28:4

“Indeed, Pharaoh exalted himself in the land and made its people into factions, oppressing a sector among them, slaughtering their [newborn] sons and keeping their females alive. Indeed, he was of the corrupters.” (Qur’an, 28:4)

Allah mentions this corruption again when instructing Prophet Musa (as) to carry the message of tawhīd to Pharaoh:

20:24

“Go to Pharaoh. Indeed, he has transgressed.” (Qur’an, 20:24)

We see in all of these verses that one of Pharaoh’s core traits was tyranny. He transgressed ethical bounds in everything he did to monstrous proportions. We also learn from these verses that he had particular techniques to accompany his tyranny: transgression or excessiveness, and dividing the people. Both of these problems afflict us today as individuals and communities. As for transgression, Allah has prohibited excessiveness in all its forms. Allah said,

7:31

“…And eat and drink, but be not excessive. Indeed, He likes not those who commit excess.” (Qur’an, 7:31)

We should think about how this relates to our lives. In the face of excessive consumerism and materialism, many aspects of our lives are lived in excess. We can easily cut back and save to give that extra to another – otherwise we too become pharaohs.

Pharaoh’s second oppression was in dividing his people into “different factions.” We have all heard how the maxim “divide and conquer” has been used by the powerful to control their people. Unfortunately now we see this in our own Muslim communities, where rather than engaging in constructive discourse for unity, we simply hurl labels and suspicion at the ‘other’ to write them off. This does not mean that we should not have various organizations working for good, but it does mean that those groups should act more like battalions in one struggle, rather than political parties at each other’s throats.

Bad Trait #3: Making Excuses in Front of the Truth

Pharoah’s third bad trait was to make excuses whenever he was faced with the truth. This is clearly seen by his arrogance and rejection of all the signs Musa (as) brought to him. When Musa (as) confronted Pharaoh, Allah says,

17:101

“And We had certainly given Moses nine evident signs, so ask the Children of Israel [about] when he came to them and Pharaoh said to him, ‘Indeed I think, O Moses, that you are affected by magic.’” (Qur’an, 17:101)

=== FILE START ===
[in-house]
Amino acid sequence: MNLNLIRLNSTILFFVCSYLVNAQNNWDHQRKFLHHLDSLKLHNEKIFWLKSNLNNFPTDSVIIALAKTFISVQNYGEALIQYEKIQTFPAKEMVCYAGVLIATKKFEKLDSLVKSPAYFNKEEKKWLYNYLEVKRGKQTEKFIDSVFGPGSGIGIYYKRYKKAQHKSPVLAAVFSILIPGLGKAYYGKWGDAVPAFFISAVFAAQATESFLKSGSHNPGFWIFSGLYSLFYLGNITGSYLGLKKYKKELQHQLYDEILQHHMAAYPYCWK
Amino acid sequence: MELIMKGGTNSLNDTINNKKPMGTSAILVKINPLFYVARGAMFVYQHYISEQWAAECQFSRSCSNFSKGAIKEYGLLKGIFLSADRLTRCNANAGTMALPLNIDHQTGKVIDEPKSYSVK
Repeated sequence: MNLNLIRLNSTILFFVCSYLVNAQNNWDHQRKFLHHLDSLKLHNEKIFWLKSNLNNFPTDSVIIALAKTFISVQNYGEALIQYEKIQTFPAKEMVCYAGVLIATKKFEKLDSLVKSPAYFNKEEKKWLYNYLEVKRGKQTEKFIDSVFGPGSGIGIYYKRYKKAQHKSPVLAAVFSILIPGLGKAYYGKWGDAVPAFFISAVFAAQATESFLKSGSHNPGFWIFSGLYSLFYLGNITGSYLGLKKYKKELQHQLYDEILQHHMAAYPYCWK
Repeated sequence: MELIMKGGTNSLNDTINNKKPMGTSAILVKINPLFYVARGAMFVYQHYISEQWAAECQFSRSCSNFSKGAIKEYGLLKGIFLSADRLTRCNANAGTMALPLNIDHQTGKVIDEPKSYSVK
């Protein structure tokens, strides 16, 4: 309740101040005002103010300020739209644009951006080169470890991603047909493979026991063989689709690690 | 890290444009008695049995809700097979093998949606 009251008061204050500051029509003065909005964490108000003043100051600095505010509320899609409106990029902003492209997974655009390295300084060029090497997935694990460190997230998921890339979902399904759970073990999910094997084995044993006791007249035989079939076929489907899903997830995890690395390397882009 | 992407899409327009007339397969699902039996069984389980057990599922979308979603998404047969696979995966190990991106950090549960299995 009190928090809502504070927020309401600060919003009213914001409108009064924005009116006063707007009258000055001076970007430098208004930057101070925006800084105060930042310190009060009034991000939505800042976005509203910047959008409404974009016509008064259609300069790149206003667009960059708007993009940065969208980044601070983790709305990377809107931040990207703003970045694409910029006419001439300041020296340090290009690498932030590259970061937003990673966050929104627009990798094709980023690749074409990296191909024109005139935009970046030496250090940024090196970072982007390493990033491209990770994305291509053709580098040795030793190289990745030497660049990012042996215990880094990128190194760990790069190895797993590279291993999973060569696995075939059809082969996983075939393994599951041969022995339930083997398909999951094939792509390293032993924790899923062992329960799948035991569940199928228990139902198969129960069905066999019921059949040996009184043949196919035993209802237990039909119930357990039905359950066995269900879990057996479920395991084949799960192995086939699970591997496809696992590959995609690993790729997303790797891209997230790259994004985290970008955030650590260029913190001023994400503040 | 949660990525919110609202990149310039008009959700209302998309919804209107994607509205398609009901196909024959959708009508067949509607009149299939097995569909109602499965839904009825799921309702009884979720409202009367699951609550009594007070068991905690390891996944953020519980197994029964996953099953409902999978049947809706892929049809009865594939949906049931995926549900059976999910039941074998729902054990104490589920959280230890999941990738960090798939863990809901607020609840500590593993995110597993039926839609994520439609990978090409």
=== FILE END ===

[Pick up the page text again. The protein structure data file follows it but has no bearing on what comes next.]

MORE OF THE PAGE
In another attempt of denying Allah and His dominion,

43:51

“Pharaoh called out among his people; he said, ‘O my people, does not the kingdom of Egypt belong to me, and these rivers flowing beneath me; then do you not see?’” (Qur’an, 43:51)

In these instances we see Pharaoh being confronted with truth and in both of these examples we see Pharaoh ignoring that truth and coming up with any excuse to not follow it. We should ask ourselves whether we respond the same way when we are confronted with a conflict between what we want and what the teachings of Islam want. If we follow that which Allah has commanded rather than our own desires then we actualize what it means to truly submit to Allah.

These are just three major bad qualities exhibited by Pharaoh. I ask Allah to guide us to worship Him in the best way possible and cleanse us from these traits. Ameen.

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6 Comments

  1. Abdul Hafeez Siddiqui says:

    There is one thing which was really bothering me during the weeks of Egypt’s revolution, that many Muslims were labeling Mubarak as Firaun, and even directly calling him by that name.

    I am not a supporter of Mubarak in any way, but the way I see it, calling someone Firaun is even worse than calling someone Kafir. Mubarak, whatever else he may be, is a Muslim. Yes, he showed some Firaunic characteristics, but ultimately he does, InshaAllah, believe in Allah and His Rasul, which Firaun was too stubborn to do until it was too late. As long as Mubarak dies while still believing in Allah, then InshaAllah he will eventually end up in Jannah, whether he detours through Hell or not. So imagine having the one you called Firaun in this world possibly be your neighbor in Jannah. Would be pretty embarrasing, no?